The name of this blog comes from the General Committee formed in Charleston, South Carolina in 1774 to organize resistance to Acts of Parliament and to enforce nonimportation of British goods. In early 1775 it oversaw the movement of resistance into rebellion, imposed loyalty oaths (“the Association”) on the population, and otherwise directed the efforts of the new Whig-led provincial government to establish control over the Loyalist population.
The Whigs and British both knew that with the attention of both armies focused on the North, royal officials in the southern provinces would need significant Loyalist support to maintain their authority against the increasingly powerful Whigs. The Whigs, therefore, concentrated on preventing the British from being able to communicate with or organize Loyalist support. This would remain the Whig strategy in the South throughout the war.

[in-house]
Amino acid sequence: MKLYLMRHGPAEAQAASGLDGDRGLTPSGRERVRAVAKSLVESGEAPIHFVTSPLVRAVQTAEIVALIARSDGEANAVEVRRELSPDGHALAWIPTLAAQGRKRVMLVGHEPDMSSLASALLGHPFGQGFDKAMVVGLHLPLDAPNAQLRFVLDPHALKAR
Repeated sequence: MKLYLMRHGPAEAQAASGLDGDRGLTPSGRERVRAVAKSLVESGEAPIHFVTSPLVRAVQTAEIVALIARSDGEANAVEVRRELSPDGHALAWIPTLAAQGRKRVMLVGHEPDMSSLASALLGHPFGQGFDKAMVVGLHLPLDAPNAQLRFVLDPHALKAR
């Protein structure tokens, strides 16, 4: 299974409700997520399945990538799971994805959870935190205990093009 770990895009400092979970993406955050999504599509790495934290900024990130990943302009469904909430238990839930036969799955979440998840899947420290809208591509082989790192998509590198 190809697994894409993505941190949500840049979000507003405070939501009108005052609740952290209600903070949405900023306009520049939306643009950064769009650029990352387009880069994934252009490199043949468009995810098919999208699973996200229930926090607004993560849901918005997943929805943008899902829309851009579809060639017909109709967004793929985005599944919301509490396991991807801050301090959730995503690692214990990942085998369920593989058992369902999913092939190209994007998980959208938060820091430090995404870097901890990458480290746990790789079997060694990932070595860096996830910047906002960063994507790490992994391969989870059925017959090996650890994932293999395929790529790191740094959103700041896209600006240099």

With few exceptions, which usually resulted in major defeats for the Whigs, they focused their attention on isolating the Loyalists and preventing them from being able to act in support of the British Army. The result was General Charles, Lord Cornwallis, who did not understand the dynamics of the Whig strategy, giving up on the Loyalists and moving into Virginia, where he ultimately met his defeat.
In July 1775, William Henry Drayton, an active leader in the revolutionary movement since 1774, wrote to his cousin William Drayton (who at the time was Chief Justice of East Florida, but later joined the Whigs in South Carolina) and described the components of the province’s new Whig-led “shadow” government.
“We already have an army and a treasury with a million of money, in short a new government is in effect erected. The Congress is the legislature, the Council of Safety the executive power, the General Committee as Westminster Hall, and the district and parochial Committees as county courts. See the effects of oppression!”
– William Henry Drayton to William Drayton, 4 July 1775
Though the General Committee remained in existence, it mostly gave way in 1775 to the new Provincial Congress, and its associated executive body, the Council of Safety.